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December 28, 2017

Silk Road creator Ross Ulbricht raises notable sentencing issue in SCOTUS cert petition

As detailed in this new Reason piece, headlined "Ross Ulbricht Files Appeal to the Supreme Court on His Life Sentence Without Parole: Silk Road founder's appeal stresses the dangerous Fourth and Sixth Amendment implications of his prosecution and sentencing," a notable federal criminal defendant is bringing some notable issues to the Supreme Court via a new cert petition. The full cert petition is available at this link, and here are the petition's seemingly simple questions presented:

1. Whether the warrantless seizure of an individual’s Internet traffic information without probable cause violates the Fourth Amendment.

2. Whether the Sixth Amendment permits judges to find the facts necessary to support an otherwise unreasonable sentence.

SCOTUS gurus know that the first question intersects with issues in the pending Carpenter case, and that fact alone might make this high-profile case a poor vehicle for getting to the post-Booker sentencing issue also raised. The petition, notably, suggests "It would be most efficient for the Court to resolve the question presented in this case now, while it is considering a related question in Carpenter."

SCOTUS gurus know that the second question is one that has been repeatedly avoided by SCOTUS since its Booker-Rita rulings wherein the late Justice Scalia suggested that, even within the advisory guideline system created by Booker, there must be some Sixth Amendment limits on findings by judges to justify lengthy prison sentences.  Despite pushing the matter, Justice Scalia could not garner enough votes for this Sixth Amendment issue to be addressed by the full Court on the merits before his untimely demise.  I am not really expecting a different reality now, although Ulbricht's lawyers astutely notes in his cert petition that Justice Scalia's replacement has previously suggested concerns on this front:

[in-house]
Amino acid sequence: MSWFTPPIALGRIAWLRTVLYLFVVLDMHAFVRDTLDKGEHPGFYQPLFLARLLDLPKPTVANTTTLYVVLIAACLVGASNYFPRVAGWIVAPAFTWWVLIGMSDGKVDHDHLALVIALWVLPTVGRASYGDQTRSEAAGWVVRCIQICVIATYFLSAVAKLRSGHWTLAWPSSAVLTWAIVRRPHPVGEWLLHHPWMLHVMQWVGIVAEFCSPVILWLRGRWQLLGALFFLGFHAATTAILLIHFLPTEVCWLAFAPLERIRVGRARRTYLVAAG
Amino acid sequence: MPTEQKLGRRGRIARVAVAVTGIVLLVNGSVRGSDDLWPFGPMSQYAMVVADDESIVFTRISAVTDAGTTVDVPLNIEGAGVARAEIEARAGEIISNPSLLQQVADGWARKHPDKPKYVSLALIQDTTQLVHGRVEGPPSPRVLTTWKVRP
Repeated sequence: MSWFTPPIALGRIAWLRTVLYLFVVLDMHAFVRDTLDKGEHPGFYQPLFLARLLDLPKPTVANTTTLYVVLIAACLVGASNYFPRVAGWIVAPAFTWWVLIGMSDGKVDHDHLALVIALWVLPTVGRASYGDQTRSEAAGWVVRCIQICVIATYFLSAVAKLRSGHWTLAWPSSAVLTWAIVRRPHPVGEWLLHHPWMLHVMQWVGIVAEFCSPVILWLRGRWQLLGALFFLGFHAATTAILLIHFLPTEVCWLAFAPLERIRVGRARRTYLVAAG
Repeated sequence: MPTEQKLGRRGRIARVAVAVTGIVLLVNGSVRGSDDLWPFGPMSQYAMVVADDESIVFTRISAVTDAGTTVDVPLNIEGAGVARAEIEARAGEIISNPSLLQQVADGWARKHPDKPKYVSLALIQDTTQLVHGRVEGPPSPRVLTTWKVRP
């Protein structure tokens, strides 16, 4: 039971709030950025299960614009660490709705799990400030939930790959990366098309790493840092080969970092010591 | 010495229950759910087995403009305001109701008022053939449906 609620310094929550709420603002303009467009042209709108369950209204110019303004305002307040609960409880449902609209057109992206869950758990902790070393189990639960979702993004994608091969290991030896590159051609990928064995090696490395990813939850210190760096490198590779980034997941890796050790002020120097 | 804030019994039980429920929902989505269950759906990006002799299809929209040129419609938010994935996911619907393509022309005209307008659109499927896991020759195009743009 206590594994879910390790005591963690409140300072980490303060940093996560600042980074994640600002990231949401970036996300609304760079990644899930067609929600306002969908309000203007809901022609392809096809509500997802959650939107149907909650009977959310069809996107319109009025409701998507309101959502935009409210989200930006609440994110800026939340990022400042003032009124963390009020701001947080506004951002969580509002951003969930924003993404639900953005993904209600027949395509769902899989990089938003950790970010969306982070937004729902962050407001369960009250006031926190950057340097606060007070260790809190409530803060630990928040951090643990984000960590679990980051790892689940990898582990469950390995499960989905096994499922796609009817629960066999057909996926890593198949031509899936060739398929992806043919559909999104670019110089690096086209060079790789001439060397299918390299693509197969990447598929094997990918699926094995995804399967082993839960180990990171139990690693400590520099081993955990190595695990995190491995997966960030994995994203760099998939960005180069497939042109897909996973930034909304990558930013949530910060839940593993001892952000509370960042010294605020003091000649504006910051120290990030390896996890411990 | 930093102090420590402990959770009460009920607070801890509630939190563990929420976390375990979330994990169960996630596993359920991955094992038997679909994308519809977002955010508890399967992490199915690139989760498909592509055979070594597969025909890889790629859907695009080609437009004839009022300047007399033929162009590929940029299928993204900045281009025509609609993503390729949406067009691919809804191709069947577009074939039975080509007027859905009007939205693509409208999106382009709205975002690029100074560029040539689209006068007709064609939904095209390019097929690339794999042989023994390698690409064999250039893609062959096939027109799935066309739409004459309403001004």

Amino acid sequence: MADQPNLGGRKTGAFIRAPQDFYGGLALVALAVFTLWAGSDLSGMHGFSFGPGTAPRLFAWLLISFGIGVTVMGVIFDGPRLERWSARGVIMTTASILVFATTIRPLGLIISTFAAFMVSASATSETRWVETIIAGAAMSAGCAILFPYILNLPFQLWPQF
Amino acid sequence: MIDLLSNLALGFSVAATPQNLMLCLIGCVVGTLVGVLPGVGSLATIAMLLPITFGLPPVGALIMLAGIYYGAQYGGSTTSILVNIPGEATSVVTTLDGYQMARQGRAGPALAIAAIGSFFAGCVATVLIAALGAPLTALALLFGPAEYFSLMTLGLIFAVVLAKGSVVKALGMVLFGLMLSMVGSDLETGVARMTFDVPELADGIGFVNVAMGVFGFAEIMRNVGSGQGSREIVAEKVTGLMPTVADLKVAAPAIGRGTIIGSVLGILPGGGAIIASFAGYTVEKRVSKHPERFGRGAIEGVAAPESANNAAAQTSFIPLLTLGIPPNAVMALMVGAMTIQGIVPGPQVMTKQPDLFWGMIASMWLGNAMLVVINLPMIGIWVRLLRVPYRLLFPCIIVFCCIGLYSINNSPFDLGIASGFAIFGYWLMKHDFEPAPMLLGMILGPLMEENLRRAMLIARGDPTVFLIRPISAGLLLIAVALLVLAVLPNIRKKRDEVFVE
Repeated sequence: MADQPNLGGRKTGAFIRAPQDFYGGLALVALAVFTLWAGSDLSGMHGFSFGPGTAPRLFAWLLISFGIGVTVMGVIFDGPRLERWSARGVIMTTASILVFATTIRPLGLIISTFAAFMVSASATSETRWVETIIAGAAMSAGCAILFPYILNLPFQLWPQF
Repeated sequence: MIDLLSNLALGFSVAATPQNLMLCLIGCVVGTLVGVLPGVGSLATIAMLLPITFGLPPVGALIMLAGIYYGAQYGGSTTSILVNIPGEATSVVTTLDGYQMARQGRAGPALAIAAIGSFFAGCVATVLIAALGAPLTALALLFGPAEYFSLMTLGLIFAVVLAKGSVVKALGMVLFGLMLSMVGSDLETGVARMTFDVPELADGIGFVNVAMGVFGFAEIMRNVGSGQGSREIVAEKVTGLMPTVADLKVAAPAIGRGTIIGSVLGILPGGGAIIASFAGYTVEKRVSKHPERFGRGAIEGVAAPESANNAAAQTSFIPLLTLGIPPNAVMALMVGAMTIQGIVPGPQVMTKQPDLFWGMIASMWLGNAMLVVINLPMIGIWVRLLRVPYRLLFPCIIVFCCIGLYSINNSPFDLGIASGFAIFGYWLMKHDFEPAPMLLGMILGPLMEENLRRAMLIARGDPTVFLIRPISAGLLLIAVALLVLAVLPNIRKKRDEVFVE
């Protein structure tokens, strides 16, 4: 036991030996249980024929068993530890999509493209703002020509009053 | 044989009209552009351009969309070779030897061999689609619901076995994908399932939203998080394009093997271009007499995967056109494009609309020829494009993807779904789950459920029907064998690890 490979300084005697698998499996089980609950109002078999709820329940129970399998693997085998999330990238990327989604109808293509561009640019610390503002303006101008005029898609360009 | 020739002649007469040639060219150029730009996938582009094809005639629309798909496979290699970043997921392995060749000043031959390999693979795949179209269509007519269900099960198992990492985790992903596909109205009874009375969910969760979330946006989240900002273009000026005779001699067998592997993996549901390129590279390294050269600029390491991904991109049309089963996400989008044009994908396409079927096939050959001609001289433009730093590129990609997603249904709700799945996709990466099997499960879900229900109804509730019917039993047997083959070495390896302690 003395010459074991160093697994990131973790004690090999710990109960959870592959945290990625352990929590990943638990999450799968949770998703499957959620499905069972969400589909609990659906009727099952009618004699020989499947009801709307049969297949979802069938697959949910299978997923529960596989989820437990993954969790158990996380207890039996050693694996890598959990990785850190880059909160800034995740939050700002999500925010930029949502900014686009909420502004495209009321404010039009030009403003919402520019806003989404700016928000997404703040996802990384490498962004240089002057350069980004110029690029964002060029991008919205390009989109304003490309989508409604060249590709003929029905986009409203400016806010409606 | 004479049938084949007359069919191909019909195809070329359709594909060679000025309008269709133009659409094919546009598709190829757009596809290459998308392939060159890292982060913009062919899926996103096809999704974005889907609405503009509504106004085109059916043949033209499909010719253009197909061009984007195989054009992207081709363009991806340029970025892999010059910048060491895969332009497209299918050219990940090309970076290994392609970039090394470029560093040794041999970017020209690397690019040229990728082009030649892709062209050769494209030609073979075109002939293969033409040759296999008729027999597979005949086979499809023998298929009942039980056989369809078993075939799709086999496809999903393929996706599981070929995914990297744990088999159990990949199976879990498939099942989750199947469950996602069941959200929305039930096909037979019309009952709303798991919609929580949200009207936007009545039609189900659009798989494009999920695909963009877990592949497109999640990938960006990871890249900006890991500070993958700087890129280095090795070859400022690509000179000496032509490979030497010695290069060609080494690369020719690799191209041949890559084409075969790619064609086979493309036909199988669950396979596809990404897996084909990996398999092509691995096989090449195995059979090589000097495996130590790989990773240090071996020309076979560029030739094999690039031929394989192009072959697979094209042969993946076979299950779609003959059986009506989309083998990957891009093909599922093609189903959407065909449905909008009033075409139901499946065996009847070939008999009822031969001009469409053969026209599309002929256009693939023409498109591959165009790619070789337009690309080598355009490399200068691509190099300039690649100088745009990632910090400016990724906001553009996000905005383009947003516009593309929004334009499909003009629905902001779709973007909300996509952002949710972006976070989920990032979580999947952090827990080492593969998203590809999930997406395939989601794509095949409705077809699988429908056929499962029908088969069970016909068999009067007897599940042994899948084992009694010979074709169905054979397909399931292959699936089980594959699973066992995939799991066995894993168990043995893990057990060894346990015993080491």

Shortly after Justice Scalia’s opinion in Jones, then-Judge Gorsuch similarly observed that “[i]t is far from certain whether the Constitution allows” a judge to increase a defendant’s sentence within the statutorily authorized range “based on facts the judge finds without the aid of a jury or the defendant’s consent.” United States v. Sabillon-Umana, 772 F.3d 1328, 1331 (10th Cir. 2014) (citing Jones).  Three years later, however, that question re- mains unanswered by the Court, despite intervening opportunities to address it.

A few prior related posts on sentencing and appeals of Ross Ulbricht:

December 28, 2017 at 11:54 AM | Permalink


Question #1 is difficult because cell phone information is more intrusive than IP information. It is a little rich for Ross, of all people, to argue this point when he ran a Tor onion server to make his millions. Better than most he must grasp how it is possible to obfuscate one's IP data. Heck, IIRC they busted him in an internet cafe using public wifi. Cell phone data cannot be obfuscated the same way; there is no cell phone equivalent to Tor or even a VPN.

Maybe this fact should not make a difference. But the 4A is what is reasonable and what unreasonable with one set of facts might be reasonable with another. I'll say this much..if the Court finds that the 4A does not protect Carpenter then there is no way on earth they will find it protects Ross.

Posted by: Daniel | Dec 28, 2017 4:52:40 PM

I see a lot of heads I win, tails you lose in the second issue.

There are three basic different ways to run sentencing.

First, you can have very narrow sentencing ranges (a/k/a mandatory minimums) in which the jury can find the facts necessary to support the punishment. I think that this is probably the model that Justice Scalia had in mind and that Justice Gorsuch has in mind, but most of those involved in the sentencing debate do not like this model.